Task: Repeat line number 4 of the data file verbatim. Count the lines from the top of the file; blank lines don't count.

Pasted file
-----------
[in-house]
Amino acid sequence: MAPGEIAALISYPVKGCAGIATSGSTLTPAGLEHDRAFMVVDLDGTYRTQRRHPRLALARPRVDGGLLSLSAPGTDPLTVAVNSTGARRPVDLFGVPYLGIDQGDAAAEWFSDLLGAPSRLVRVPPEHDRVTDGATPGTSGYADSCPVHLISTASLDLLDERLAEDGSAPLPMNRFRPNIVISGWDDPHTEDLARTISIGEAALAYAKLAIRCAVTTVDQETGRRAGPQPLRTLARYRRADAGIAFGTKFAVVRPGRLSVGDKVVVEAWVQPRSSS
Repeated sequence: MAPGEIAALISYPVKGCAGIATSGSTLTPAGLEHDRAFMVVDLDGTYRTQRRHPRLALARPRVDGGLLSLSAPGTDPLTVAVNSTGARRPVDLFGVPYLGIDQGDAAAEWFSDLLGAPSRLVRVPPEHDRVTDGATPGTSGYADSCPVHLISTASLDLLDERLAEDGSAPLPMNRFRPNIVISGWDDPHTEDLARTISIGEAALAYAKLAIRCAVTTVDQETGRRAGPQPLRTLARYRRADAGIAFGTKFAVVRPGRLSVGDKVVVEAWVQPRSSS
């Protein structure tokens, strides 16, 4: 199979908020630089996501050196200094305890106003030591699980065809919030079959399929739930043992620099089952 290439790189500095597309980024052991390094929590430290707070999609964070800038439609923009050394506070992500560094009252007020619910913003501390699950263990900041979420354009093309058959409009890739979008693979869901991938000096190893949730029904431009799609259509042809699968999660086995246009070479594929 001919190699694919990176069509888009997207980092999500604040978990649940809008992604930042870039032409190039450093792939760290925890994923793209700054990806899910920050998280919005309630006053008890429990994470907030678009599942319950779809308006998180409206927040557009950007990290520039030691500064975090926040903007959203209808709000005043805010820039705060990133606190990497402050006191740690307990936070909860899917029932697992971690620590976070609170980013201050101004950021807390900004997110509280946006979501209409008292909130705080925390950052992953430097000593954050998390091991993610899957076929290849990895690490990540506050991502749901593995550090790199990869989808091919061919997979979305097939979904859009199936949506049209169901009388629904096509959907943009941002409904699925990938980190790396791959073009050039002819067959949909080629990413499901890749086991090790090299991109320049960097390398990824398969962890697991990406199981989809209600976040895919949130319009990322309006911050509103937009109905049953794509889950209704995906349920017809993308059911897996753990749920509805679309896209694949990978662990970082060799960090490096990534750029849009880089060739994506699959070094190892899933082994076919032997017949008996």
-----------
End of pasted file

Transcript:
């Protein structure tokens, strides 16, 4: 199979908020630089996501050196200094305890106003030591699980065809919030079959399929739930043992620099089952 290439790189500095597309980024052991390094929590430290707070999609964070800038439609923009050394506070992500560094009252007020619910913003501390699950263990900041979420354009093309058959409009890739979008693979869901991938000096190893949730029904431009799609259509042809699968999660086995246009070479594929 001919190699694919990176069509888009997207980092999500604040978990649940809008992604930042870039032409190039450093792939760290925890994923793209700054990806899910920050998280919005309630006053008890429990994470907030678009599942319950779809308006998180409206927040557009950007990290520039030691500064975090926040903007959203209808709000005043805010820039705060990133606190990497402050006191740690307990936070909860899917029932697992971690620590976070609170980013201050101004950021807390900004997110509280946006979501209409008292909130705080925390950052992953430097000593954050998390091991993610899957076929290849990895690490990540506050991502749901593995550090790199990869989808091919061919997979979305097939979904859009199936949506049209169901009388629904096509959907943009941002409904699925990938980190790396791959073009050039002819067959949909080629990413499901890749086991090790090299991109320049960097390398990824398969962890697991990406199981989809209600976040895919949130319009990322309006911050509103937009109905049953794509889950209704995906349920017809993308059911897996753990749920509805679309896209694949990978662990970082060799960090490096990534750029849009880089060739994506699959070094190892899933082994076919032997017949008996």